the completion of each run for the timer and float retriever.
The amount of light
passing down into a stream greatly affects the wildlife found
there. Animal life flourishes where the water is overhung by leafy
trees and becomes scarce where riverside vegetation has been removed
and the banks "cleaned up".
This partly because
in small streams or in slow moving shallow water at the edges
of large rivers, the water can become much hotter on sunny days.
Warm water can hold much less dissolved oxygen than cold water.
The amount of oxygen that can be dissolved in water is halved
when the water is warmed by 10 C.
Some cold blooded animals
become more active as temperature rises and therefore need more
oxygen. In slow moving water oxygen replacement through the surface
may be insufficient on warm days and the aquatic wild life may
High light levels also
make small invertebrate animals much more visible for predators
like wading birds and certain fish.
Baseline light levels
should be measured right across a river from bank to bank and
plotted against distance from the banks. A simple photographic
light meter can be used, held just above water level as it is
carried across the stream. For fast flowing streams the measurer
should, for safety, be loose shackled to a rope stretched tightly
across the river. The rope should be boldly marked off at one
metre intervals with permanent pen or paint marks and light readings
called out to a recorder on the bank.
If bank vegetation
changes from one year to another - due to bank bush being removed
or to a bare bank being planted with trees - changes should be
expected to the river's wildlife.
Freshwater plants and animals are an excellent indication of the health of a waterway. They are a more reliable index of water health than physical parameters because while physical parameters can change rapidly the animal population must remain there for some time, thus indicating the long term physical conditions.
To appreciate the diversity and learn some of the names of pond and river plants, it is useful to make a class collection. This can be stored and presented as a herbarium collection or ideally for younger scientists as a large wall poster in which the specimens are arranged in appropriate sites, depths and relationships on a sectional background drawing of a stream or pond.
Water plants make excellent biological indicators. The New Zealand Ministry for the Environment has published water quality quidelines with colour photographs of algal conditions that indicate various stages of waterway pollution. Copies of these quidelines are available from the ministry at a small cost.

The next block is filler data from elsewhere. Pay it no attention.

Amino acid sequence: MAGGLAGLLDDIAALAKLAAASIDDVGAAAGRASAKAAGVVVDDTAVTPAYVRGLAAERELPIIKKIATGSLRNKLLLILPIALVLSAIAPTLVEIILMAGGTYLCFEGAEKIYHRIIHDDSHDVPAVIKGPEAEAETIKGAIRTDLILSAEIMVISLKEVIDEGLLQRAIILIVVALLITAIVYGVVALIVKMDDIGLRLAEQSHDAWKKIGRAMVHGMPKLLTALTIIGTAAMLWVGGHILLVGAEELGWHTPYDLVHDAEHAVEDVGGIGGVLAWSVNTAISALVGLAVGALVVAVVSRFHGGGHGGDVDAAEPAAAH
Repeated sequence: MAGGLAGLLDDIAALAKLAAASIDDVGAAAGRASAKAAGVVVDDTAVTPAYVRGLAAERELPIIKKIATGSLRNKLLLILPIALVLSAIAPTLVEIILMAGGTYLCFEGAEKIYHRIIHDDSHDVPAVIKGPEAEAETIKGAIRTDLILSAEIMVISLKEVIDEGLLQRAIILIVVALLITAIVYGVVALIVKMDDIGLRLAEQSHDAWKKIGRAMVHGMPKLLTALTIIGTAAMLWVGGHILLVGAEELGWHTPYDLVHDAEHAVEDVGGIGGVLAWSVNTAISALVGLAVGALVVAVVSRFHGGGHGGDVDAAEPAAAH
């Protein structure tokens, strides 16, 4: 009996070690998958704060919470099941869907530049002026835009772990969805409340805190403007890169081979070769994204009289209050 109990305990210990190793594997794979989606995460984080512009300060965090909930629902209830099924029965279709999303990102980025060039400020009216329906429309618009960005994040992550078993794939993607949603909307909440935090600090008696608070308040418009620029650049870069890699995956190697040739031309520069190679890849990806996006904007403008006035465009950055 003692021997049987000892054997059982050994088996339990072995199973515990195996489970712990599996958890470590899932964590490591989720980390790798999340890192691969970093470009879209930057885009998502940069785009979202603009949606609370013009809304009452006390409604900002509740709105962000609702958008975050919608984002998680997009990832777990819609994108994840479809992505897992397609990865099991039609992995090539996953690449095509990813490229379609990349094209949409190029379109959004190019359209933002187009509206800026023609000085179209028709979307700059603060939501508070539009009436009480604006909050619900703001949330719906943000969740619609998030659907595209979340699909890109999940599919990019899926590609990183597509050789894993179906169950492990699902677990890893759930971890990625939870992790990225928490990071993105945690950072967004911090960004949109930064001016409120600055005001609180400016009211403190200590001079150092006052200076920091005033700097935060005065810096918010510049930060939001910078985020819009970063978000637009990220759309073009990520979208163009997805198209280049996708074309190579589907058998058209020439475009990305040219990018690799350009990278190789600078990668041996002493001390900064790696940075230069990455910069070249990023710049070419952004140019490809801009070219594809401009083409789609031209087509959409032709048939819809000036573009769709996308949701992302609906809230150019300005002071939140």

Mounting water plants
for reference and display. As most water plants are soft and
flexible they are easy to layout, dry and display.
Rivers, streams, and lakes are filled with microscopic plants. When rivers receive too many nutrients, these tiny plants bloom in tremendous numbers and colour the water a vivid green or brown with their small bodies. Using them as an index of water quality is difficult without a quality microscope and some specialised equipment. There are two ways to collect and measure microscopic water plants.
Diatometers are simply
microscope slides placed in the water for a day or two and then
removed and examined under a microscope to see what has settled
on them. A diatometer is easy to build.
Cut a short piece of plastic pipe (18 to 25-mm in diameter, about 300-mm long) about half-way through in a series of six horizontal notches. This is quite easy to do with a small saw. Bend the pipe back, away from the cuts, to open the slots and put the microscope slides into the notches. (The slides should be numbered with a felt tipped pen so you can identify them later). When the pipe is released, the plastic grips the slides, providing a horizontal rack. Carry the pipe and numbered slides to the waterway to be investigated and assemble the diatometer just before placing it in the water. Push one end of the pipe into the sediment of the stream so the rack of slides is below the water but above the sediment. Record the exact time and location of placement, along with the numbers on the microscope slides. You might want to have three or four diatometers to place in different habitats of the waterway. After two to three days, the slides will have a thin settlement of plankton that can be looked at under a microscope.
Diatometers are highly quantitative and it is easy to repeat the measurements to compare conditions at different times of the year or under different circumstances. You can do two different measurements from this collection. Identification of the diatoms or other algae is one measurement. This requires having an identification manual.